Friday, 19 February 2010

Spotlight's Open Mic Slam tonight

Lancaster Spotlight hosts its Open Mic Slam at the Storey tonight (Friday February 19th).

Compered by Simon Baker, the event gives contestants the chance to grab three minutes at the mic' and perform their way to audience acclaim and a £50 Cash Prize. You've got just 180 seconds to make an impact as a performer!

Contestants will be performing Poetry, Prose, Comedy or Song, anything - as long as it's original, decent and all their own work.

• Doors Open 8.00pm 2nd Prize £25 - 3rd Prize £15. John Freeman will be Chair of Judges and Scorer

• More info: www.spotlightlancaster.co.uk


Ref: CD42B8SDXGR5

Lancaster Market to close by end of year?

Lancaster MarketLancaster Market could shut by the end of the year, according to a report in the Lancaster Guardian today.

The paper reports that the council has agreed in principle to close the indoor market and lease it to a single retailer, a decision was made in light of the market's growing debts and one council leaders was not taken lightly.

The decision is subject to approval by full council at its final budget meeting on 3rd March. A Facebook campaign group has already launched protesting the plan.

Councillor John Whitelegg has condemned the planned closure.

In 2009/10, the market lost £461,000 and this is expected to rise to £492,000 in the next financial year. A retailer for the site has, according to various news reports, been found, but has not yet been named.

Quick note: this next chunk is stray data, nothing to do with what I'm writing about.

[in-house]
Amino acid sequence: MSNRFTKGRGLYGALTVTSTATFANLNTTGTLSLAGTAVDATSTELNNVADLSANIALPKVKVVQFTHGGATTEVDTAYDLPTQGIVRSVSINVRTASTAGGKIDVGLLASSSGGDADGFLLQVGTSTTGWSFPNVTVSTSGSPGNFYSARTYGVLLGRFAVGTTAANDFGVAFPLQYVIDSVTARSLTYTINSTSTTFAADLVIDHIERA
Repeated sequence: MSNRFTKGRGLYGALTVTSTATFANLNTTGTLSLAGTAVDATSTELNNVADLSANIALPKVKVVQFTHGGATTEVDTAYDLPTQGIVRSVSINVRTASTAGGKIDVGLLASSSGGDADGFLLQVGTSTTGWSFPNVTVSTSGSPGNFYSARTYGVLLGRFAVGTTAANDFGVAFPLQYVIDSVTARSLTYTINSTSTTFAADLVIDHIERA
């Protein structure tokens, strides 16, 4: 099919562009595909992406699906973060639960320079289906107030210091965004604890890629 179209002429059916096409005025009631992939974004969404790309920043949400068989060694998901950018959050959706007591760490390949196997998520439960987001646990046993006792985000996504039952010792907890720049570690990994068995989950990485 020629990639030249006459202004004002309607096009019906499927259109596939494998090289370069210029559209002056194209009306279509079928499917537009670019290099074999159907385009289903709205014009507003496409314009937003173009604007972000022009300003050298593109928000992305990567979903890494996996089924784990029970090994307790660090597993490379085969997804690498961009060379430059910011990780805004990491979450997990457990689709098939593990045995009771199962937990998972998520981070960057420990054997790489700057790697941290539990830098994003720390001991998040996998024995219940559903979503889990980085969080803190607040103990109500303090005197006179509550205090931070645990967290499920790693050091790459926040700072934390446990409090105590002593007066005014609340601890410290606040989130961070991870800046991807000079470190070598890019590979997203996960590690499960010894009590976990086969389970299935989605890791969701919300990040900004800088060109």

Market traders will be offered places on the city's outdoor Charter Market on Wednesday and Saturdays or at Morecambe's Festival Market, but BBC News reports that the 29 market stall holders want more than the basic compensation for the closure. The City Council has refused.

Lancaster's old market after it was gutted by fireThe decision comes as no surprise to many: after the devastating fire in the 1980s that put paid to the old Victorian market - at the time, underinsured by the then Conservative administration and therefore unable to be re-build it - the creation of a new Lancaster market was bedevilled by setbacks to plans for a major shopping development (itself a victim of the 1980s 'credit crunch'), relocation to the bus station and, finally, the move to a building many still describe as 'not fit for purpose'.

With a confusing layout and poor planning - opponents point to placing fishmongers on the south and sunniest side of the building, for example - Lancaster's current market has long been ridiculed and it always seemed ripe for takeover by a single retailer that would make more coherent use of the retail space.